Friday, March 6, 2009

A roadmap for a secure low carbon energy economy

Secure Low Carbon Energy Economy Roadmap

This “roadmap” presents the results of a year-long effort by the Center for Strategic and International Studies (CSIS) and WRI to identify a set of policies to address energy security and climate change simultaneously.

February, 2009

Sarah Landislaw, Kathryn Zyla, Jonathan Pershing, Frank Verrastro, Jenna Goodward, David Pumphrey, Britt Childs Staley


Full Report (PDF, 36 pages, 934 Kb)
Executive Summary (PDF, 4 pages, 695 Kb)


At first glance, improving energy security and addressing climate change may seem irreconcilable goals: achieve an adequate, reliable, and affordable energy supply for the United States, while at the same time reducing emissions of dangerous global warming gases into the atmosphere. After all, most of the world’s energy comes from burning fossil fuels such as coal, oil, and natural gas – which are also major sources of greenhouse gases. Without scalable low-carbon replacements for these fuels, actions to reduce emissions could destabilize the current energy system. On the other hand, continued dependence on these fuels will jeopardize our climate.

The hard truth is that the United States—and the world—must now figure out how to achieve energy security and protect Earth’s climate.

There is abundant evidence that the current energy system is unsustainable. Prices are volatile, supplies tight, and security threats—from supply disruptions to geopolitical tension—have become commonplace. The expected environmental and social costs of climate change—sea-level rise, water scarcity, reduced food supplies, and damaged ecosystems—are rising. At the same time, the country is facing an economic crisis that strains public and private budgets, but also raises opportunities to stimulate the economy while building a cleaner and more reliable energy infrastructure in the process.

Solutions to these problems are not always clear. While some strategies – such as energy efficiency measures – benefit climate change and energy security goals, other possible solutions for improving energy security – such as relying more on liquid fuels produced from domestic coal – could significantly worsen climate and other environmental problems. Similarly, some possible climate solutions – such as relying more on the sun or wind to make electricity – could reduce reliable and affordable energy supplies in the short term.

This “roadmap” presents the results of a year-long effort by the Center for Strategic and International Studies (CSIS, an international policy and security-oriented think tank) and the World Resources Institute (WRI, an environmental policy think tank) to identify a set of policies to address energy security and climate change simultaneously. This document presents the results of a difficult process to reconcile the priorities of two sometimes conflicting constituencies. The resulting recommendations are designed to be implemented as a package. Policymakers must not simply pick the recommendations they favor or that are most politically palatable. The balanced approach recommended in this brief would greatly increase the United States’ chances of meeting both its energy security and climate goals.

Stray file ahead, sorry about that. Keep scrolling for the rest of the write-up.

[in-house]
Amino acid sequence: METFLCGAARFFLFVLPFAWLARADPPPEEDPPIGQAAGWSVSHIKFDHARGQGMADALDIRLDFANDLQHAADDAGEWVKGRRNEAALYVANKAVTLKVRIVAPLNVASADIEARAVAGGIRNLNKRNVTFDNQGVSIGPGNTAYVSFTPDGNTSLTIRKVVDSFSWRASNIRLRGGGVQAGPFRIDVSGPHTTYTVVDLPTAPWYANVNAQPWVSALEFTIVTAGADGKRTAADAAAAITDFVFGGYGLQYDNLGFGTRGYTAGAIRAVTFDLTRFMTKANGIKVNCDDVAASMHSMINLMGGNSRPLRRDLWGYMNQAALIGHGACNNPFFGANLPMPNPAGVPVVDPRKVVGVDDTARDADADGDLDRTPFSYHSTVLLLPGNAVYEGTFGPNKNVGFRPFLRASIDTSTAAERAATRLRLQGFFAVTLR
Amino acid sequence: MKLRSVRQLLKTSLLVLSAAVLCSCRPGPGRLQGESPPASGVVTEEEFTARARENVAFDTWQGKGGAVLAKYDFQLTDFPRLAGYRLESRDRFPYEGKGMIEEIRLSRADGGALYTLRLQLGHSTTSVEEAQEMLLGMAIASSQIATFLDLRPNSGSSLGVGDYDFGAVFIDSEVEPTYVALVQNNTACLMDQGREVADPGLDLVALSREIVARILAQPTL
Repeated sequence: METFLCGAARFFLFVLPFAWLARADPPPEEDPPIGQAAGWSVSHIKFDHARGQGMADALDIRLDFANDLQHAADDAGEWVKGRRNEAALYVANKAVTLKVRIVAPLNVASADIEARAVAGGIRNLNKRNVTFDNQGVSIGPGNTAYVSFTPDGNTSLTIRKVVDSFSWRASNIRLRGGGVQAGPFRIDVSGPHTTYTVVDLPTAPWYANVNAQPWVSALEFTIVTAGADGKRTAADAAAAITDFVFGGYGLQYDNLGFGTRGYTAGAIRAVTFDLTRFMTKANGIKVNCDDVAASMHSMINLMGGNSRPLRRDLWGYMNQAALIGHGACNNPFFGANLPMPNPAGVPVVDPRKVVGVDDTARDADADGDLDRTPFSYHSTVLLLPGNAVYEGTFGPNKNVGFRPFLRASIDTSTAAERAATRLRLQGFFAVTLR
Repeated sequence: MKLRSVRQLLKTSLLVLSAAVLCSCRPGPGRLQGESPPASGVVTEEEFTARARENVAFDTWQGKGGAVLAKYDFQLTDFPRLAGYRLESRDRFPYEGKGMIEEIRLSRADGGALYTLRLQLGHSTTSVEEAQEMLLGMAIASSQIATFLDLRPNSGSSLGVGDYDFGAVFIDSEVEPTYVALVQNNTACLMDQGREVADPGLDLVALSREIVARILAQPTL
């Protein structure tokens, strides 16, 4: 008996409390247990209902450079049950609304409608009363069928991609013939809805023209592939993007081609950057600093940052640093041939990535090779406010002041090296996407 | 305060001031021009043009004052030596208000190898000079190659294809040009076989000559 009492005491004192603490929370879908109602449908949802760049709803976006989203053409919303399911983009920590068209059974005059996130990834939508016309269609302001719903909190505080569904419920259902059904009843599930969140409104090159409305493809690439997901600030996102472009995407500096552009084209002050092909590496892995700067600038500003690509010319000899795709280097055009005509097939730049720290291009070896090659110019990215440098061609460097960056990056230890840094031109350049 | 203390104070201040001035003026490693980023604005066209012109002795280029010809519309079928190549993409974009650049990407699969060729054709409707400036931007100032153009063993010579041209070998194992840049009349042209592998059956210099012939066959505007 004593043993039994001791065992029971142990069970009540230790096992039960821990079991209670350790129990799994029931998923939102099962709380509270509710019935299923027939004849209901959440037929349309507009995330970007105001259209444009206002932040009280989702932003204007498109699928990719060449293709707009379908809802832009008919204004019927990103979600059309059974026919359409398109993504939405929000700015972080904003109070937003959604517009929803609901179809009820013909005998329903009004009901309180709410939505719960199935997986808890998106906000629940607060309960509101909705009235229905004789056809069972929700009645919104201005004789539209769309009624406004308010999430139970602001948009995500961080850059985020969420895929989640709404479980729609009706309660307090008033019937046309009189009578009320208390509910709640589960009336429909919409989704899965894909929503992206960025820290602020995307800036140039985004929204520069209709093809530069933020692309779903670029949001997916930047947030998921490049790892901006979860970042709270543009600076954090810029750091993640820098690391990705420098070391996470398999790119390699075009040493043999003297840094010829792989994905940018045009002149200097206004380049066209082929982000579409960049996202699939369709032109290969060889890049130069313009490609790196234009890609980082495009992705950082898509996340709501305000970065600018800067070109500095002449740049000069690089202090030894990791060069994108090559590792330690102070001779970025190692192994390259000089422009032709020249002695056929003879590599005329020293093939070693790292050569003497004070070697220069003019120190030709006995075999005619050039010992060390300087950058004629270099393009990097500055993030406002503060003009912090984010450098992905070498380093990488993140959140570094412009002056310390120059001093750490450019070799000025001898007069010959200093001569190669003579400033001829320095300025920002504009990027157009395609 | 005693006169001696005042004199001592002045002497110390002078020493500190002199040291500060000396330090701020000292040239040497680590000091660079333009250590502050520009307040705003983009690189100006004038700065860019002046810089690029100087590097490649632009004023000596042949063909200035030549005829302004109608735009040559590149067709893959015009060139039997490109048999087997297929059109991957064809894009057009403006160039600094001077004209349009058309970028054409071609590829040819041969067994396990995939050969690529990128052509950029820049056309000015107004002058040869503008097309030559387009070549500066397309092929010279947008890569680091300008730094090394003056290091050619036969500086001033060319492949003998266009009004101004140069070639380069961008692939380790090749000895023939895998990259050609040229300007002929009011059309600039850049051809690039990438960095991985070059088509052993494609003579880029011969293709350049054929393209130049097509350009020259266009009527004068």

It won’t be easy. Shifting the United States to a secure, low-carbon economy will take decades. The costs will be high, but they will be even higher if immediate action is not taken. The United States has ample natural, human, and technological resources, and if policymakers get started promptly and make smart decisions, the benefits of this transformation can be great: economic opportunity, a healthier planet, and a more secure future for the United States.

Summary of Recommendations

This roadmap creates a three-part framework for thinking about the transition to a secure, low-carbon economy. It recommends that the administration and Congress should:

  1. Establish a vision for the future. Articulate a long-term vision for addressing energy security and climate change against which all policies will be measured.
    • Integrate energy security and climate change priorities into all aspects of domestic and international policymaking.
  2. Put the country’s energy system on the right path. “Reset the system” by updating policies and incentives to promote secure, low-carbon technologies and practices.
    • Establish a price on carbon throughout the U.S. economy.
    • Make and implement a public financial commitment to address energy security and climate change, including devoting resources to improved infrastructure, energy efficiency, and clean-energy jobs.
    • Reform incentives to promote low-carbon technologies and remove barriers to their adoption.
    • Engage constructively in an effective international response to climate change and energy security concerns.
    • Invest in the infrastructure and technology necessary to transform the transportation system while improving land-use planning.
  3. Manage the transition. Continue to meet and manage U.S. energy demand while addressing the tradeoffs that occur during the transition to a new energy system.
    • Promote energy efficiency and other measures that contribute to both energy security and climate goals.
    • Reduce the greenhouse gas emissions from technologies that contribute to energy security (coal and biofuels) and make low-carbon technologies (nuclear power and some renewables) more secure.
    • Support domestic conventional oil production during the transition to lower-carbon fuels.
    • Develop a natural gas strategy to help meet short-term demand and ensure the availability of alternatives in the longer term.